You are here
You are here
Passive vs. Active Listening
By: Music Teacher Amira Fuller
You’ve heard English teachers talk about passive and active voice, but people don’t often pay the same attention to passive and active listening. As humans, we each experience passive and active listening every day, and both play important roles in our lives. People often assume that passive listening is a bad thing, but it’s not, and it occurs often. Whether you’re humming along absentmindedly to music while driving, or zoning out while smiling and nodding at an acquaintance who’s telling a long-winded tale, there will always be moments of passive listening in your day. Everyone is a passive listener at times and there’s nothing wrong with that. The issue with passive listening is when it occurs during a moment in time where one needs to be actively listening.
Active listening is what we expect our students, family and friends to do whenever we are talking or sharing something with them, and sometimes it requires a little extra thought or incentive to make that happen. In music this year I have implemented a game at the beginning of each Upper School music class called Poison Pattern. This game is designed to engage the students and encourage them to be active listeners instead of simply passive listeners.
In the game, I sing different music patterns with different notes, intervals and rhythms that the students have to echo back, except for the specified “poison pattern.” Before we start playing I let them know what the “pattern” will be for that class and the game begins. Whenever they successfully identify and don’t sing the “poison pattern” they get a point, however, if even one student makes a sound then I get the point. It is a competition between myself and each class to see who will get the points. Through this, students work to be active listeners as well as encourage their classmates to be active listeners. The class works together to engage their listening skills and be ready to learn.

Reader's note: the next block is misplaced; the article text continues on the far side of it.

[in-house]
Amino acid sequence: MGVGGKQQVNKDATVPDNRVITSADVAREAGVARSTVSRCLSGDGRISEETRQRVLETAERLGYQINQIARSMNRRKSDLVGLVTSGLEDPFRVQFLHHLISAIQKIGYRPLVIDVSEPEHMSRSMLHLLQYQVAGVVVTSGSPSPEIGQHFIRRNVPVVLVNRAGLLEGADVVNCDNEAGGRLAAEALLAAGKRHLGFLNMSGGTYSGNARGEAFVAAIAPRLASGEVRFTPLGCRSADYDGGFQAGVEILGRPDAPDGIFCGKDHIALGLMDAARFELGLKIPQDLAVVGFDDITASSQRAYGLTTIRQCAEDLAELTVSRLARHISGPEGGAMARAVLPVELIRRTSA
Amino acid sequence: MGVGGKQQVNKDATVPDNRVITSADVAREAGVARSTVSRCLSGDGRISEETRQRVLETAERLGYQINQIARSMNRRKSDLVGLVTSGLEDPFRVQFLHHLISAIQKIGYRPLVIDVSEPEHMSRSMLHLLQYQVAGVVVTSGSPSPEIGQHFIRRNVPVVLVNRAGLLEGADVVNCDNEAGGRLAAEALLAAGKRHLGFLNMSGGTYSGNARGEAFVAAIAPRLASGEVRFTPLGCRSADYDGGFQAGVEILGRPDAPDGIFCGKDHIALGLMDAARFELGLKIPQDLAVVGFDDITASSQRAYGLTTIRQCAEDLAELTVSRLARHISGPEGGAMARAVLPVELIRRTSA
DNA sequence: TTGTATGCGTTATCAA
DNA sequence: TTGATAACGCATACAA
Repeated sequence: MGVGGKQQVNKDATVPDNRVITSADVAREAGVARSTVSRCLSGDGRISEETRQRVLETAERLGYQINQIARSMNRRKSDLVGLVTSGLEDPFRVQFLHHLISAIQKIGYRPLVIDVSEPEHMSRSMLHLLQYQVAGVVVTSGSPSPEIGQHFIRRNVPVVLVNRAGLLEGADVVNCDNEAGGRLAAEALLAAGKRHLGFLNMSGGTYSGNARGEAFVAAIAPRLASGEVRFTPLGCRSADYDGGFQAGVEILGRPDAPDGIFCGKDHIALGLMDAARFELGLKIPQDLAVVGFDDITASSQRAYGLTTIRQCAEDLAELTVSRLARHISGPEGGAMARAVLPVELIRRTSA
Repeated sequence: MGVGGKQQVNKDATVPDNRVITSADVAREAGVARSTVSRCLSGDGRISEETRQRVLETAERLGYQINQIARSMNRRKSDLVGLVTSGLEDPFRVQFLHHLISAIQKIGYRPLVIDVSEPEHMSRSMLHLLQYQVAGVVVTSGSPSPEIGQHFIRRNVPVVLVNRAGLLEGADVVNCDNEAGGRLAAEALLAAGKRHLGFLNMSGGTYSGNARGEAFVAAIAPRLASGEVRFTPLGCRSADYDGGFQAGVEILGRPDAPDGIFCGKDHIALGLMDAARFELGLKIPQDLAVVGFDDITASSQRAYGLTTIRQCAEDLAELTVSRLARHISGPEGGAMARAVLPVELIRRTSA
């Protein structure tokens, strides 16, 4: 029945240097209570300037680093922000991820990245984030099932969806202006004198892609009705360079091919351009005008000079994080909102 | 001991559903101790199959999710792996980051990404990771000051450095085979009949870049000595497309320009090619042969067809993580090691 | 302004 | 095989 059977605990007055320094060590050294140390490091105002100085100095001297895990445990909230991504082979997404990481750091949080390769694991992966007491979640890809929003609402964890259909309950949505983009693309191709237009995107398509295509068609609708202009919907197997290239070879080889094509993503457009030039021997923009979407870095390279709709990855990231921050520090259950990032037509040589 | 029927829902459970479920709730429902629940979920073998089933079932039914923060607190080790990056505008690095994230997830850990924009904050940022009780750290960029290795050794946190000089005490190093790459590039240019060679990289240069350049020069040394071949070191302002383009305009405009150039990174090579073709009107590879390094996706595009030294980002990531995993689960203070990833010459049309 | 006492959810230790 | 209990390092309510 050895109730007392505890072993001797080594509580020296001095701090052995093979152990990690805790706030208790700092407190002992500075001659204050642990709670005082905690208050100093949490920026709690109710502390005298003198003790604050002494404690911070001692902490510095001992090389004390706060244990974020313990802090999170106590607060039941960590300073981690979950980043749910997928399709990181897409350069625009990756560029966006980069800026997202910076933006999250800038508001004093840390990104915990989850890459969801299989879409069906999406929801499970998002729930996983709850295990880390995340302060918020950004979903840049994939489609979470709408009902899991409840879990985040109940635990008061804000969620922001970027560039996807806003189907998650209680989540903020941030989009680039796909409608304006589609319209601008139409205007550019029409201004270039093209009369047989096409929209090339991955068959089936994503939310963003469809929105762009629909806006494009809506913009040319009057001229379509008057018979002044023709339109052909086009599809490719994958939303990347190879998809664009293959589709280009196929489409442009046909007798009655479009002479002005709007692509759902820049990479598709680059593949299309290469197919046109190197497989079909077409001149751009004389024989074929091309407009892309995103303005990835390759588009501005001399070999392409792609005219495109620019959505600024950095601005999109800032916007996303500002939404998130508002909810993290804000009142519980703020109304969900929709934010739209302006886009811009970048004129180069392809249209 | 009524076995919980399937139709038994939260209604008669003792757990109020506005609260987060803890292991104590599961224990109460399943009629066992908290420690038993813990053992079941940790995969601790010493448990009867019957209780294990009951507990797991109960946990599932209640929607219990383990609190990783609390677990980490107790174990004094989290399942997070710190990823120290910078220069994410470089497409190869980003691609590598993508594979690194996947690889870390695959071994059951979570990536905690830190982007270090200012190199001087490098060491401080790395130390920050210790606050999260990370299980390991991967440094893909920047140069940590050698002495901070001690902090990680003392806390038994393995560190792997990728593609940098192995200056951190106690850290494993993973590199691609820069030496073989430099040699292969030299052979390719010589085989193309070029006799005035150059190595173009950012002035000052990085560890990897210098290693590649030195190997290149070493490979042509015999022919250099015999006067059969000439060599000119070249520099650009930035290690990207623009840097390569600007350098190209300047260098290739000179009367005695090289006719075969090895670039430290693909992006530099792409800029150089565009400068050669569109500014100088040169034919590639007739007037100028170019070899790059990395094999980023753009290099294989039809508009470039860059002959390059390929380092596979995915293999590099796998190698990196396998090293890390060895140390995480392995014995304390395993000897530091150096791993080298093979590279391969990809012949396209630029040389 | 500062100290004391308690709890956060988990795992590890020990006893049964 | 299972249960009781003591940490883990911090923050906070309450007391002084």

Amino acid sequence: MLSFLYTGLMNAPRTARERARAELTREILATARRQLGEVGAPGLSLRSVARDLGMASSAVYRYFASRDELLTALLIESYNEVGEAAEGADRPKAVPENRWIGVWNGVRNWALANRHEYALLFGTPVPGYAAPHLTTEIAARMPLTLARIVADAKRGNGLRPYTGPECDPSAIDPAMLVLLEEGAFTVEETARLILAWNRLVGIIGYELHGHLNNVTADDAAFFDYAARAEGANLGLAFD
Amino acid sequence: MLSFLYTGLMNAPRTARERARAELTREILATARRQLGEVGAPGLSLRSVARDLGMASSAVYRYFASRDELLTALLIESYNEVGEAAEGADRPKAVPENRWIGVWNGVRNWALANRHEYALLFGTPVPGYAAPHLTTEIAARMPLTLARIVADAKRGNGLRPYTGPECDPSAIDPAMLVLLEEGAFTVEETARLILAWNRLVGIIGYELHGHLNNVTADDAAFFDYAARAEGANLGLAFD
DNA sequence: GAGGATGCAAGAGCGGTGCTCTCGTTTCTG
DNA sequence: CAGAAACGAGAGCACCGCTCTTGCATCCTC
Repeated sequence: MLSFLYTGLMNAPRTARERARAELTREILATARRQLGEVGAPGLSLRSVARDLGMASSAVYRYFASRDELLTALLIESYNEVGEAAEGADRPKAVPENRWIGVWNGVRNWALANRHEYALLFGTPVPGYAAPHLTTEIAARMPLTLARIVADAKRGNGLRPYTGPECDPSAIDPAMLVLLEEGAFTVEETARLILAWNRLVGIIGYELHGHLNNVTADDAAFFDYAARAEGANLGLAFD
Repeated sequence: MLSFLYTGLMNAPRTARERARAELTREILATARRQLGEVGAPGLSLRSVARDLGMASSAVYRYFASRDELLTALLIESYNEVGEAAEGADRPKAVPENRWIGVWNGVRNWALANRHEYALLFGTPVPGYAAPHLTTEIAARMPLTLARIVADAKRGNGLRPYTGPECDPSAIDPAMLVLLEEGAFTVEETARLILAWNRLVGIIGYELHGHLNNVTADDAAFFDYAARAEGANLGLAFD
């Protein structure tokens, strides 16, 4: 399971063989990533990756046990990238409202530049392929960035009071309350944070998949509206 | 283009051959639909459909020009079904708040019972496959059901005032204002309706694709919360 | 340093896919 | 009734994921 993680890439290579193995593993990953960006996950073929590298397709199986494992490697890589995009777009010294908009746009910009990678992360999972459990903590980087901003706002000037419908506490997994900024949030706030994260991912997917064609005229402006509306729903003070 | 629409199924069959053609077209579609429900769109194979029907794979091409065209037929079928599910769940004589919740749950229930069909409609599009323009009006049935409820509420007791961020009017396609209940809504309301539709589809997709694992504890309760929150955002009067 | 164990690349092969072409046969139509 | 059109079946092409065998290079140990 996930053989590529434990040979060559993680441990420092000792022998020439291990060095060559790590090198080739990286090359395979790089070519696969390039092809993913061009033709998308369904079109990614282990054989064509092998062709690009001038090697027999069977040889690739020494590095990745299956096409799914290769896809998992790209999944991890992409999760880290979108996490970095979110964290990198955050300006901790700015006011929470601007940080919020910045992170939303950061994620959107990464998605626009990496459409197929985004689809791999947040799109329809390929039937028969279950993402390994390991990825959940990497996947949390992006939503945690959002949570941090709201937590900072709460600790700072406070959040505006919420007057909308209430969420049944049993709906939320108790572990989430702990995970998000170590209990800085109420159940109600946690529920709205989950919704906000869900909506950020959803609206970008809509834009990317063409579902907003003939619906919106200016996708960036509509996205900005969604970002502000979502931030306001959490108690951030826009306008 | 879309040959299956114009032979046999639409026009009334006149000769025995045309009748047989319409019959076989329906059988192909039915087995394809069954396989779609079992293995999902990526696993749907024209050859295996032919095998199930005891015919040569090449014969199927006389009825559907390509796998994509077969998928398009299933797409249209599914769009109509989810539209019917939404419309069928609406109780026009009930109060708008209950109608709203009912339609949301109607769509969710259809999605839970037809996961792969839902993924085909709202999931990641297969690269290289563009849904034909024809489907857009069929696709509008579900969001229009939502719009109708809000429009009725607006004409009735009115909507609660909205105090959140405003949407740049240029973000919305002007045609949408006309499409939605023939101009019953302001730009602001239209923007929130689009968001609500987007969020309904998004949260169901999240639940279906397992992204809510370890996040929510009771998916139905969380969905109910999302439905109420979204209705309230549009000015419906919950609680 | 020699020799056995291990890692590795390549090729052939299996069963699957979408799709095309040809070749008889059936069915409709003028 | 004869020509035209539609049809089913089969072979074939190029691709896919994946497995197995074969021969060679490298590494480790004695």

During each class the students have the opportunity to get up to five points. Sometimes they get all five other times only one or two. These points add on to the number they’ve already accumulated from previous classes and rounds of the game. This game is often a good indicator of the level of attention and listening I can expect throughout the class. Eventually, once the class has reached 50 points over a period of several classes they are awarded 15 minutes of free time. The students then discuss different ideas of what they’d like to do during their free time and vote as a class on the activity as well as the day the activity will take place. This reward helps motivate the students to be more successful during the game and be better and more active listeners for the duration of the class.
As teachers we always want our students to be actively listening, but sometimes they need a little push or reminder to be more active with their listening and learning. There are certainly times where it is acceptable to be a passive listener, but it’s all about the time and the place.
Rossman School, nestled on a 20-acre campus in Creve Coeur, is an independent private preparatory school for students in Junior Kindergarten (four years old) through Grade 6. The school’s mission is to provide a strong, well-balanced education in a nurturing school community committed to excellence. Dedicated to developing personal, nurturing relationships with each child, Rossman’s experienced educators provide a solid foundation in academics, athletics and arts while emphasizing strong character development and leadership skills. Request a free Rossman School brochure here.